Antioxidant and Antidiabetic Potential of Galing Stem Extract (Cayratia trifolia Domin)

Yusuf, Wahyuni, Susanty, Ruslan, and Fawwaz: Antioxidant and Antidiabetic Potential of Galing Stem Extract (Cayratia trifolia Domin)

Authors

INTRODUCTION

Diabetes Mellitus (DM) is a metabolic disorder characterized by hyperglycemia and abnormal metabolism of carbohydrates, fats, and proteins that caused by decreasing insulin secretion, decreasing insulin sensitivity or both.1-2 Diabetes mellitus is a disease that causes a risk mortality/morbidity and decreasing of patients life.2 Treatments of diabetes have been conducted in various ways, such as regular exercise and diet. The treatment can also by giving of insulin or commercial antidiabetic medicines which are commonly known as synthetic drugs. This treatment is expensive and causes side effects. Some symptoms of the side effects are included bloating and diarrhea. The other side effects that may result are the increasing risk of myocardial infarction and the increased risk of cardiovascular side effects.2-3

The using of traditional medicines is safer than the modern medicines because traditional medicines have less relatively side effects than modern medicines.4-5 The number of synthetic organic chemical compounds have been available for diseases treatment, but very important to look for the other alternatives that allow for better effectiveness and therapy which are expected to have minimal side effects; the medicines extracted from plants.6 One of the plants that have been used by Indonesian people as traditional medicine is galing (Cayratia trifolia Domin). The roots of galing have been used empirically to treat various diseases, such as poultice on boil surface. The seeds infuse and galing bulbs extract traditionally been used for diabetic patients to lower the blood sugar levels, galing also has efficacious as anti-diuretic, anti-tumor, neuralgia, and splenopathy. The bulbs commonly are used in snakebite treatment.7 Research conducted by Batra et al.8 showed that flavonoids contained by the galing roots have antidiabetic effect which improves pancreatic β-cells that have been damaged.8 However, the activity of galing stem as antidiabetic has not been tested scientifically. Therefore we are interested in conducting the antioxidant activity and antidiabetic effects of stem galing ethanol extract in mice by of streptozotocin inducing method.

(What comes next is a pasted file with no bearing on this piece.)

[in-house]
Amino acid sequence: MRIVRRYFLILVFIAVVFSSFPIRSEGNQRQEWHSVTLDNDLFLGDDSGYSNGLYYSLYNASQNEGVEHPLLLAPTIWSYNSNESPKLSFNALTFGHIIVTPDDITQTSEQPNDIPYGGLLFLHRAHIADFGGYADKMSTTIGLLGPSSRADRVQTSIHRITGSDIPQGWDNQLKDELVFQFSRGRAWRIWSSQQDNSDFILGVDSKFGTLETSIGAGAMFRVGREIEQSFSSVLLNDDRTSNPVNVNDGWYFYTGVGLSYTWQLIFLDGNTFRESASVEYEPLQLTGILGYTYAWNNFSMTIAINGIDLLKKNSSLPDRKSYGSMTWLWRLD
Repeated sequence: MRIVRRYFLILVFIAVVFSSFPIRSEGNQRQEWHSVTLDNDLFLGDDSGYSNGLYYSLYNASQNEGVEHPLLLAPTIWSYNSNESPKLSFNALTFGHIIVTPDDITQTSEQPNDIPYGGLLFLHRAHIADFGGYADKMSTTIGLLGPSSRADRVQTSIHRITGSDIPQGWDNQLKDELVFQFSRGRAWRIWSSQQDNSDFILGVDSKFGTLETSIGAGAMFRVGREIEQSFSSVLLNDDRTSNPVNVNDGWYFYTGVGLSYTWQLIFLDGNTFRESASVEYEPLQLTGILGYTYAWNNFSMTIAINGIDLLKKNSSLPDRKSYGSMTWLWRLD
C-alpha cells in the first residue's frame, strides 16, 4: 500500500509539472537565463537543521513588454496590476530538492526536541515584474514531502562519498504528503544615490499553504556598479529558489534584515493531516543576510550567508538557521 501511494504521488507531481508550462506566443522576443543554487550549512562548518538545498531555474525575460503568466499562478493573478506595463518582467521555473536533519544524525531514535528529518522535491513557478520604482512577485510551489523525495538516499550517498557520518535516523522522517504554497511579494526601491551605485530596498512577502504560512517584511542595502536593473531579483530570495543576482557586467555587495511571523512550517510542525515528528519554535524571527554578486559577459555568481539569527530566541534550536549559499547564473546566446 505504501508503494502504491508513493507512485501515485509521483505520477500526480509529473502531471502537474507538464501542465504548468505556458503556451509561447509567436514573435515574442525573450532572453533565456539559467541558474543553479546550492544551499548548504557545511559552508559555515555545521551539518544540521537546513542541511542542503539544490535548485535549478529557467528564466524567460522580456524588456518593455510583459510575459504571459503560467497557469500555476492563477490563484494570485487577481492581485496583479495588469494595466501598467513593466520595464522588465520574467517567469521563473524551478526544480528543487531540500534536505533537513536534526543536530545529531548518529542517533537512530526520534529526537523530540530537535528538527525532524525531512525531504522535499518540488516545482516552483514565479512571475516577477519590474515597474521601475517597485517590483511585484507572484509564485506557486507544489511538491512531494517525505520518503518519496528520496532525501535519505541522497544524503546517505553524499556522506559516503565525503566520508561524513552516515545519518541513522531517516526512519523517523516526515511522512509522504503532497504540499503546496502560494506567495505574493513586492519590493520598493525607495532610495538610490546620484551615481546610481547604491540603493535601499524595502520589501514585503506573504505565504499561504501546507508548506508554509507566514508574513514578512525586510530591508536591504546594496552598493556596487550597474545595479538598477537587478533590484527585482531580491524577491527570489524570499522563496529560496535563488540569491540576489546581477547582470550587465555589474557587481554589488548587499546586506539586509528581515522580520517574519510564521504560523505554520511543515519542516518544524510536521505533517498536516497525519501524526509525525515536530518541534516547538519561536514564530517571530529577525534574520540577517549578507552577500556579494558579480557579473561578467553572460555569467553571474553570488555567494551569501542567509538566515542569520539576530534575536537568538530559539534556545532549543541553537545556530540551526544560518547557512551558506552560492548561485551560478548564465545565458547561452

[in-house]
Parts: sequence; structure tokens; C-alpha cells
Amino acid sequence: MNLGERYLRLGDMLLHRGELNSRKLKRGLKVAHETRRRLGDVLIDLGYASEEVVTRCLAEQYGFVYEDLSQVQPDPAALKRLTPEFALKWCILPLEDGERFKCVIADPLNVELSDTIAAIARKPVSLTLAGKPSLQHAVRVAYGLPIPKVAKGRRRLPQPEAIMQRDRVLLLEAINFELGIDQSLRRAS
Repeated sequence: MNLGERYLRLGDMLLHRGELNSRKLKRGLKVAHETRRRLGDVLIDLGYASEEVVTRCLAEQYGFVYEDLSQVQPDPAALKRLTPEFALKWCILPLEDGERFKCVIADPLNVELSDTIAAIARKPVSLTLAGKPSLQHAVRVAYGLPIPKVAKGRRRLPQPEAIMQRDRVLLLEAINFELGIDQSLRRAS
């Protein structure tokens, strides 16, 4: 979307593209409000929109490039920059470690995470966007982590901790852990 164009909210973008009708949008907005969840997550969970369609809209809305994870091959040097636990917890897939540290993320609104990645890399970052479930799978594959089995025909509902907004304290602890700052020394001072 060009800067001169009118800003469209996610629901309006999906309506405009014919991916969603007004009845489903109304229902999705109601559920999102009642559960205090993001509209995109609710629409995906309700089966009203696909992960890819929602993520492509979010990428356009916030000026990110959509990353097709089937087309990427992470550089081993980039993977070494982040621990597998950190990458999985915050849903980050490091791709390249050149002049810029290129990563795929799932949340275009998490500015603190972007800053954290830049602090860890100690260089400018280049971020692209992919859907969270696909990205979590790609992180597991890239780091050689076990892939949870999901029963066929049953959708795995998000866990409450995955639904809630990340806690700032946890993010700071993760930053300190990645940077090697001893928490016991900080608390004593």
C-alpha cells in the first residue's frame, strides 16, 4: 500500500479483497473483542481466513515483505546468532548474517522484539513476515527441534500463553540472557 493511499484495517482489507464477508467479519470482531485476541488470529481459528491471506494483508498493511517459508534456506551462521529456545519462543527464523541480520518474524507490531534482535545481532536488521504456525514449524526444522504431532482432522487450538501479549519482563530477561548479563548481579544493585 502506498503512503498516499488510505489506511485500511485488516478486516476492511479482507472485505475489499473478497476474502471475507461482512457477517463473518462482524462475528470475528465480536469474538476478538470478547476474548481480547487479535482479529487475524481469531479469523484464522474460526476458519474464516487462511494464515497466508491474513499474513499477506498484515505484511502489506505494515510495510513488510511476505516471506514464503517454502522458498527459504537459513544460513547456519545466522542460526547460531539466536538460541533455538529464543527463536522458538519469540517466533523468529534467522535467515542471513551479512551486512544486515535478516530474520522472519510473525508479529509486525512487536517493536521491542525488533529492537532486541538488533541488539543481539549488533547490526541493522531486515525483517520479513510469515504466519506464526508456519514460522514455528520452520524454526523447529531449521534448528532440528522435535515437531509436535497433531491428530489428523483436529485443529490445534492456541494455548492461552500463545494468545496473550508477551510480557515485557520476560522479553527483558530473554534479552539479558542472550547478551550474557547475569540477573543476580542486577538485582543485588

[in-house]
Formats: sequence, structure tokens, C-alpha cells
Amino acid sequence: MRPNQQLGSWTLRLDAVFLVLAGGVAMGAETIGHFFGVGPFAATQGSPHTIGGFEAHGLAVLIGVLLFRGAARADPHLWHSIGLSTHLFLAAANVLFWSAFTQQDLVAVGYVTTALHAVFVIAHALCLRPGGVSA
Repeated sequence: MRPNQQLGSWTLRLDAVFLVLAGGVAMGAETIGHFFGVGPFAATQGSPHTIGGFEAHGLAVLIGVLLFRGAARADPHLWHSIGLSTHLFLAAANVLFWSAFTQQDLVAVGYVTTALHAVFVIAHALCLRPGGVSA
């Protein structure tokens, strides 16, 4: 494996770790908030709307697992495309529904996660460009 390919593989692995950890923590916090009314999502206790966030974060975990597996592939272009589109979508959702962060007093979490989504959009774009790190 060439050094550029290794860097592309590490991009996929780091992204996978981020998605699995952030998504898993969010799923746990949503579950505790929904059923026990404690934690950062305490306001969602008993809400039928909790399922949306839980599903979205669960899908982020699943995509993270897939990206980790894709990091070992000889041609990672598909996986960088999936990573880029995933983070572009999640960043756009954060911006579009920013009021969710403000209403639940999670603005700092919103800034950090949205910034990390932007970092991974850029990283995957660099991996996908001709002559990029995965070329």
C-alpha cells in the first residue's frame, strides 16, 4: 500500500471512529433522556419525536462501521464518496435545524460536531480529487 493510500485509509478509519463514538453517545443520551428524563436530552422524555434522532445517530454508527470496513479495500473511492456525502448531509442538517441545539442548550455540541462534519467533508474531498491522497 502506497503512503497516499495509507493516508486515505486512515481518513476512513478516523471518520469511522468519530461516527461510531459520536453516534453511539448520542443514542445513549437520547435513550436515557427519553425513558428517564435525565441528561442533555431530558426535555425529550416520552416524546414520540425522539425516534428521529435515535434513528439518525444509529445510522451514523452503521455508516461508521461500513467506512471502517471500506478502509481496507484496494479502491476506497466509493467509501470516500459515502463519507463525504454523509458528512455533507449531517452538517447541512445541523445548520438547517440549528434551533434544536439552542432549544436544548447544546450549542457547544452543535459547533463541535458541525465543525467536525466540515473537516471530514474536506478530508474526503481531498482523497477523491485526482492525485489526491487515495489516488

MATERIALS AND METHODS

Chemicals

Ascorbic acid, 2,2-diphenyl-1-picrylhydrazyl (DPPH), streptozotocin from Sigma Chemie GmbH Aldrich. Pro analysis grades of ethanol, n-hexane, ethyl acetate, methanol, Dragendorff reagents, ammonia vapor reagent, Lieberman-Buchard reagent, H2SO4 0.1 M, FeCl3 1%, sucrose 10%, citrate buffer and TLC silica gel plate of 60 GF254 was purchased from Merck. Distilled water was obtained through a Millipore-Q50 Ultrapure water system (Sartorius). The stock solution of DPPH (c = 100 mg/L) was prepared by dissolving 5 μg of DPPH with 20 ml ethanol and diluted to 50 ml. The stock solution of ascorbic acid (c = 100 mg/L) was prepared by dissolving 5 mg with 10 ml ethanol and diluted to 50 ml in the flask.

Extraction

The sample of galing stem was macerated with 96% ethanol for 3x24 h at room temperature. Remacerated was conducted by stirring and replacing the solvent after first maserat filtering for 3 times. The filtrate was collected then concentrated by rotary vacuum evaporator at 50 °C to obtain a viscous extract.8

Phytochemical screening

Phytochemical screening was conducted by using TLC silica gel plate of 60 GF254. The Extracts were spotted on ±1 cm from the bottom edge of the plate with the capillary tube, then dried and eluted with the eluent n-hexane: ethyl acetate: methanol. Alkaloids detected by Dragendorff reagent, flavonoids detected by ammonia vapor reagent, saponin detected by H2SO4 0.1 M reagent, tannins identified by FeCl3 1% reagent, and terpenoids detected by a Lieberman-Buchard reagent.9

DPPH radical scavenging assay